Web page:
What is Bastion Host?
When you have a group of servers in a private network, it can be challenging to access them from the internet. This is because servers in a private network don't have a public IP address, making it impossible to connect to them directly from the internet. To overcome this issue, AWS offers a solution called a Bastion host.
It is also known as a Jump host, is a special kind of server that acts as a secure gateway to access other servers in a private network. It is typically placed in a public subnet and is used to establish a secure connection to your private network from outside. This helps prevent unauthorised access to your private network, as all traffic must pass through the Bastion host first.
Why use a Bastion Host in AWS?
There are several reasons why you might want to use a Bastion host in AWS:
Secure Access: A Bastion host provides a secure way to access your private network by acting as a gateway. It allows you to control who has access to your private network and provides an additional layer of security.
Compliance: Many compliance regulations require that access to sensitive data be restricted and monitored. A Bastion host helps you comply with these regulations by providing secure access and monitoring of all connections.
Cost-Effective: By using a Bastion host, you can reduce the number of public IP addresses you need, which can help reduce costs.
Let's try to make Bastion Host
To try out how bastion host works, let's create 3 EC2 instances(t2.micro for demo purpose); and name them for our easy understanding. Let's give them the names as remote-client, bastion-server and private-ec2 respectively.
Once all the 3 EC2 instances start running, let's connect with all three of them.
Here, the main point to remember is for the client to connect to a private EC2 instance, the client needs to have access to both the Bastion server, as well as the private EC2 instance, for successful SSH authentication.
So first, let's create a new private key. This private key will have access to Bastion server and will have access to the private EC2, as well. Let's first connect to the client machine and we'll run the ssh-keygen command to quickly create a private key.
Now, if we run ls-l command on the .SSH directory, we should see that we have a public and a private key.
Now, at this stage, if we try and connect to the Bastion server, that connection should fail. And the same connection will also fail to the private EC2 instance because we have not entered the authorised keys yet.
So, let's see how to solve this issue.
Let's go to the SSH directory and copy the public key displayed by the remote-client. We can get the private key by running the following command in the remote-client.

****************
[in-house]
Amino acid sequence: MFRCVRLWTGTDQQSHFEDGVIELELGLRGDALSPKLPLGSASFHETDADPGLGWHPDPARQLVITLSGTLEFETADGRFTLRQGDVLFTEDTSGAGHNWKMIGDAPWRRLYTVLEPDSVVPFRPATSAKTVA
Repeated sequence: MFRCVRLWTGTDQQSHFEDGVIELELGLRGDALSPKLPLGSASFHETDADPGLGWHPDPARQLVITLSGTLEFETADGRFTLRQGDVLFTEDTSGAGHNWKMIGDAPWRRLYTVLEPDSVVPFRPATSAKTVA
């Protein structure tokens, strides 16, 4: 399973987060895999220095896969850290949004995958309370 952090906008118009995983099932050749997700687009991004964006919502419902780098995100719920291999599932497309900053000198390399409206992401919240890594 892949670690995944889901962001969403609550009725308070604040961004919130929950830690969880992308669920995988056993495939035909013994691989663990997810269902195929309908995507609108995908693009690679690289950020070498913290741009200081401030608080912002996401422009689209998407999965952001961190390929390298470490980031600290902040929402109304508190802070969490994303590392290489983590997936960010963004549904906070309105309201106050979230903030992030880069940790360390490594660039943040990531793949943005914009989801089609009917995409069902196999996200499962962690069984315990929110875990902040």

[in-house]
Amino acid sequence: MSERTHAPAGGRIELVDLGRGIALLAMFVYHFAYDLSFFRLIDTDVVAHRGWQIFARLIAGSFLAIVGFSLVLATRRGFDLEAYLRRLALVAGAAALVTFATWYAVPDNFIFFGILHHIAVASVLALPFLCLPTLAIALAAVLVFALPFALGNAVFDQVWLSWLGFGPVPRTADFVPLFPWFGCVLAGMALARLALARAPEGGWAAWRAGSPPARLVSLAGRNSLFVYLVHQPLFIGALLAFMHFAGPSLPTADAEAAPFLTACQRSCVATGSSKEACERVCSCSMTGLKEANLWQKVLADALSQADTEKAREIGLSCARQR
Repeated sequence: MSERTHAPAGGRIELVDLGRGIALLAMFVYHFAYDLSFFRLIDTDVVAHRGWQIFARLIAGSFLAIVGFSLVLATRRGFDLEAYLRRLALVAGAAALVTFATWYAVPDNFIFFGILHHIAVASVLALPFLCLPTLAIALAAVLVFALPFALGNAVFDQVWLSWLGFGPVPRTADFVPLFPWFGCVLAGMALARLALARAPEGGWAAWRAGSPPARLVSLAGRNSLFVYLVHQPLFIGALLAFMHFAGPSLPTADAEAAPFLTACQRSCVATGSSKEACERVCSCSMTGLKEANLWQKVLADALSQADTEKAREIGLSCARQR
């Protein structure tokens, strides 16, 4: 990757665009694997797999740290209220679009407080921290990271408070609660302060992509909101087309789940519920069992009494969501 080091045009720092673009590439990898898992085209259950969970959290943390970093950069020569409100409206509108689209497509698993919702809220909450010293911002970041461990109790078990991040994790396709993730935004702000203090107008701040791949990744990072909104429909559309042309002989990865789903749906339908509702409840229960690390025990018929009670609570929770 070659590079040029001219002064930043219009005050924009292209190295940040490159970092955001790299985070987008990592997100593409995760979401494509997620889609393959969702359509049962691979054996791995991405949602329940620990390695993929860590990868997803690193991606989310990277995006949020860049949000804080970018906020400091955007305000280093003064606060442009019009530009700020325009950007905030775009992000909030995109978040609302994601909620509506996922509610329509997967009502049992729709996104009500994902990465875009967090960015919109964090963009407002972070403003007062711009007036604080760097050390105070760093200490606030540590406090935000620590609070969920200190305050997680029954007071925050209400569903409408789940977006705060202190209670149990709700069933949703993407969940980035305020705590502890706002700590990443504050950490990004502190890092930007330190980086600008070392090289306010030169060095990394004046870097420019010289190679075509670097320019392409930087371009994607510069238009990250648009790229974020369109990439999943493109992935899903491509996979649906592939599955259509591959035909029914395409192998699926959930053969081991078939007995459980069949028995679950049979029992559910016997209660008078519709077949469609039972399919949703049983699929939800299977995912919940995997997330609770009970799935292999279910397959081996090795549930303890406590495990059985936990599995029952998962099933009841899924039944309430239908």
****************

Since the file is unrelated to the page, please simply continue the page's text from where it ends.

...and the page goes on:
We'll add it as part of the authorised keys in both the Bastion as well as the private EC2 by running the follwing command in both Bastion as well as the private EC2.
So, what this basically means is that, since we have added the public key in the authorised keys, it means that any client who is trying to connect to the EC2 instances with any one of the authorised keys(which is the public key, and the associated private key) would be allowed to make a connection. So essentially, since we have both the public and the private key generated, we have uploaded this public key in both the Bastion-server and the private-EC2. So, whenever we try to log in with the associated private key, the login is successful. So, this is how the basic concept really works here.
Now, when we try to do a SSH, we can directly use the IP address, since we're already connected to the EC2 user. So, let's try to connect to the Bastion server by using the ssh command and we can see that the connection is successful.
We will make use of a SSH Agent Forwarding to connect Bastion Host to the private EC2 instance. SSH Agent Forwarding is a feature of the SSH protocol that allows you to use your local SSH key to authenticate to remote servers, without having to store your private key on the remote server.
For SSH Agent Forwarding there are four command that needs to be implemented at a client level.
exec ssh-agent bash
eval 'ssh-agent -s'
ssh-add -k ~/.ssh/id_rsa
Note: Don't forget to logout from the connection in the remote-client and then execute the commands.
Alright, so now, if we want to connect to a Bastion server, we'll have to make use of a -A option here, the isle presenter.
So at this stage, we have not really stored the private key at the Bastion level. We are making use of agent forwarding. Now, since agent forwarding is enable, if we'll try to connect to the private EC2, we can see the connection is completely successful.
So I hope at a high level overview, you understood the concept of Bastion host. The important concept to implement Bastion Host is SSH Agent Forwarding.
Thank you for your time.